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Cuban Master Mines Local Talent


January 1, 2004
Copyright ©2004 THE NEW YORK TIMES. All rights reserved.

You can start to take the virtuosity of Cuban musicians for granted sometimes, especially when they're playing material that binds itself in technique. One example is Chucho Valdes, the pianist who is the dean of Latin jazz. He has never been anything less than impressive when he has played in New York, showing magnificent power, clarity and speed in his playing.

But at times, with his quartets from Havana that have played annually at the Village Vanguard, the high Cuban standards of jazz playing, multiplied by four and spread out over complicated lines, have made the music feel over-arranged and screwed down too tightly. It was too much of a good thing.

Not so with Mr. Valdes's New York-based quartet, which played at the Village Vanguard on Tuesday night for the first time and will be there through Sunday. The early set was one of the best shows I had heard all year.

This quartet is not exclusively Cuban: besides Mr. Valdes and the Cuban drummer Dafnis Prieto, who has been working in New York for four years, it includes the bassist John Benitez, a young New Yorker originally from Puerto Rico, and the percussionist Ray Mantilla, born in the South Bronx and a veteran of the great New York mambo era in the 1950's.

The New York-Puerto Rico axis probably brings a different sense of swing to the quartet, a looser feel than you usually get with the high virtuosity quotient and slightly dry feeling of Mr. Valdes's Cuban quartets. It's also genuinely fresh: before Tuesday night's early set it had been through only two rehearsals. Mr. Valdes imposes a tightness on his bands no matter what; perhaps a little underpreparedness becomes them.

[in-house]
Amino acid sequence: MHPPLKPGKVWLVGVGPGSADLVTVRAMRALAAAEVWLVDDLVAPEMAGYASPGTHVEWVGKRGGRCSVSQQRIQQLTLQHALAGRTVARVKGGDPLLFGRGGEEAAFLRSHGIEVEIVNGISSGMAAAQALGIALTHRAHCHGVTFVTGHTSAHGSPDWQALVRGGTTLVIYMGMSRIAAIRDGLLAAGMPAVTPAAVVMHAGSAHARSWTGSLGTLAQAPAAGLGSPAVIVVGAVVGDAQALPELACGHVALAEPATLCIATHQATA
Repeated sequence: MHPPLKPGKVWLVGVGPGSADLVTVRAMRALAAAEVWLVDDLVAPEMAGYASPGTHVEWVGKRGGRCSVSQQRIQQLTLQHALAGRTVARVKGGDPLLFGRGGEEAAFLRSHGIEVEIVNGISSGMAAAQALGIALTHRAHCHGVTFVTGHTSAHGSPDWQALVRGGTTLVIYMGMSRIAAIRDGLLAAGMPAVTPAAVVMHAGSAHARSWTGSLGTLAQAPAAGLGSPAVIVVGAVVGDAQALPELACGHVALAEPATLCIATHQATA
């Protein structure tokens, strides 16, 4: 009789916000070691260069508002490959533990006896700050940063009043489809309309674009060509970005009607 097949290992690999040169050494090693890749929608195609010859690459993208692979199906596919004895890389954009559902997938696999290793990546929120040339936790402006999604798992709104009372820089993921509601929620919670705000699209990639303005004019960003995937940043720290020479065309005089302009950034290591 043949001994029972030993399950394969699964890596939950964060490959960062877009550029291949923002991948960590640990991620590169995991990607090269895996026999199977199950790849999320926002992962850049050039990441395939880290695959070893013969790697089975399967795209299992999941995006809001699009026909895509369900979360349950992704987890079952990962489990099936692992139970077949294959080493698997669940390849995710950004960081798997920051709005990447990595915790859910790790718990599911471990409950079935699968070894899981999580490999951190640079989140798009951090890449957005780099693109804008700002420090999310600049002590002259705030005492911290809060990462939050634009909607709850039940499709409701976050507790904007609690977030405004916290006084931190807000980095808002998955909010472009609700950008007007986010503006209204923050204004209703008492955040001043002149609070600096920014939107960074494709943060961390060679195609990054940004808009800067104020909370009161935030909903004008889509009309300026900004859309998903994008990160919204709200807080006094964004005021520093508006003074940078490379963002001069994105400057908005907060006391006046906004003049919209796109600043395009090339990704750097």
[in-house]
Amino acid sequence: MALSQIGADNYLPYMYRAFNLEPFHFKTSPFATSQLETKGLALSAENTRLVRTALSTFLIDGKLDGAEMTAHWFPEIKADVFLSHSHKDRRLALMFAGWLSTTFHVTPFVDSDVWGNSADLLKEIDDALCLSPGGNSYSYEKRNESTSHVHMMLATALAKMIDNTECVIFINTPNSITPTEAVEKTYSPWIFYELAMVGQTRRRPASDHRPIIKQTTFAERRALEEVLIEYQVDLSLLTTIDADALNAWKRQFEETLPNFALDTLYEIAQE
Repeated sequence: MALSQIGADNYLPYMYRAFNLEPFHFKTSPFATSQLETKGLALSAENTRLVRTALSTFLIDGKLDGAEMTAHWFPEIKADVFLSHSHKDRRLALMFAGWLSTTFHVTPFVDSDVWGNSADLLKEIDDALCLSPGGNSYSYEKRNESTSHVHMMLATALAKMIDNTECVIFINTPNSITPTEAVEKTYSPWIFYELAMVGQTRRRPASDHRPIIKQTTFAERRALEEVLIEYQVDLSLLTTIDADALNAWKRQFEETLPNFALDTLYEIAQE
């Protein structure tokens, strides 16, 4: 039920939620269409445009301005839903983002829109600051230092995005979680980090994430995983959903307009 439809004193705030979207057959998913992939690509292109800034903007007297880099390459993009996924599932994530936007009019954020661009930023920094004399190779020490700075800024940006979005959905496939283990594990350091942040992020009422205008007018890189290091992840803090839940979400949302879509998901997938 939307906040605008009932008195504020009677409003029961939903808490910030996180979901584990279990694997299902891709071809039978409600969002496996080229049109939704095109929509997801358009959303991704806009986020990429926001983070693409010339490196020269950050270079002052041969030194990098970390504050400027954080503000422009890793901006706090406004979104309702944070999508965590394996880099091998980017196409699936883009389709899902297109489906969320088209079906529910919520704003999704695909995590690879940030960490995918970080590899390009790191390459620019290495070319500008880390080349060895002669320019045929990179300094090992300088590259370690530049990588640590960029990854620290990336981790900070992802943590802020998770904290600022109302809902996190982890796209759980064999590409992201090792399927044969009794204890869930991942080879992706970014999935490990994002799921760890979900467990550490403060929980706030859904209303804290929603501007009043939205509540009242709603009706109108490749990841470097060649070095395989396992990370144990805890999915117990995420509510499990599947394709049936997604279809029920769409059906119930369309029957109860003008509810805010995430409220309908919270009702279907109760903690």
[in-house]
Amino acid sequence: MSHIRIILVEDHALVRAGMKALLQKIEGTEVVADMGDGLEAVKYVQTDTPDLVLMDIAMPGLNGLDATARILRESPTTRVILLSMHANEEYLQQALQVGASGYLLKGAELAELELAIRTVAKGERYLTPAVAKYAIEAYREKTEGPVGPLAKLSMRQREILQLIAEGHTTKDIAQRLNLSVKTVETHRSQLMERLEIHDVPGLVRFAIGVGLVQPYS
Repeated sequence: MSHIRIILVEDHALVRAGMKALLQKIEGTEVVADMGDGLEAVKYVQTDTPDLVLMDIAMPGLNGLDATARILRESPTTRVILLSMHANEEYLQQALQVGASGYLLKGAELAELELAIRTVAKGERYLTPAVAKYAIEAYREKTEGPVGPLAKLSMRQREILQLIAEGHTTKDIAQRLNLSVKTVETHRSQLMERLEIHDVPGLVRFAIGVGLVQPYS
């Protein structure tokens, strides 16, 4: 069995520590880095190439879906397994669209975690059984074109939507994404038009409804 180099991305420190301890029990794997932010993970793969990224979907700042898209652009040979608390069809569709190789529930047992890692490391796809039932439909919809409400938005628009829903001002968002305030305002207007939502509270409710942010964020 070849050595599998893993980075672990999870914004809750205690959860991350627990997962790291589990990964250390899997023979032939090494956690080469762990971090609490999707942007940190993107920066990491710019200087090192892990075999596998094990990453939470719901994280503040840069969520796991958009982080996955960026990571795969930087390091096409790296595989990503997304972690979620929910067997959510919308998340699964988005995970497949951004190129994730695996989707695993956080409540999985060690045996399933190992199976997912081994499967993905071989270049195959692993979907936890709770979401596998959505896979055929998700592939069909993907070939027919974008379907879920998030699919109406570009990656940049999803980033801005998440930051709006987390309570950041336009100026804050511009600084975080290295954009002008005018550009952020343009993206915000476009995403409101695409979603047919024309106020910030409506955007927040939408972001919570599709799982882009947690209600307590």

In simply constructed arrangements, Mr. Valdes had an exquisite night. He jumped from one clearly defined area of improvisation to another, getting a metallic ring out of the piano's low register and blazing through passages that made you laugh with their upside-down inventiveness, as when he played tumbling arpeggios in the right hand and strong, accented variations on melody with the left, or brought in the band for the final six bars of a largely solo-piano version of "In a Sentimental Mood."

On bass, Mr. Benitez held down strong lines, either rooted in a Cuban tumbao or a more generalized sense of swing, but he never fell into the style of some of Mr. Valdes's other bass players, who sound like quick-fingered electric bassists transferred to an acoustic instrument. Mr. Mantilla's rhythmic feel on conga drums, rootsy rather than virtuosic, made the music a bit lighter, more spacious. The repertory – most of it called on stage rather than decided beforehand – was about half jazz, half Cuban, including Miles Davis's "Solar," the old Osvaldo Farrés bolero "Tres Palabras" and Mr. Valdes's own ballad "Claudia." Though the set grew ferociously fast here and there, there was a relaxed and jazzlike sense of communication, with more interaction in this band than in previous ones.

And Mr. Prieto worked as a kind of mirror to the bandleader. I'm not sure I've seen a trap-set drummer keep a tempo so steadily, even when Mr. Valdes varied his own speed; he could be machinelike, but working at the highest refinement of taste. When it finally came time for him to solo, he could be nearly as exciting as Mr. Valdes – folding all kinds of accents into a building groove, accenting or slowing the tempo so gradually and precisely that you felt it in your stomach, cresting and leading it back into the group before it all became overwhelming.

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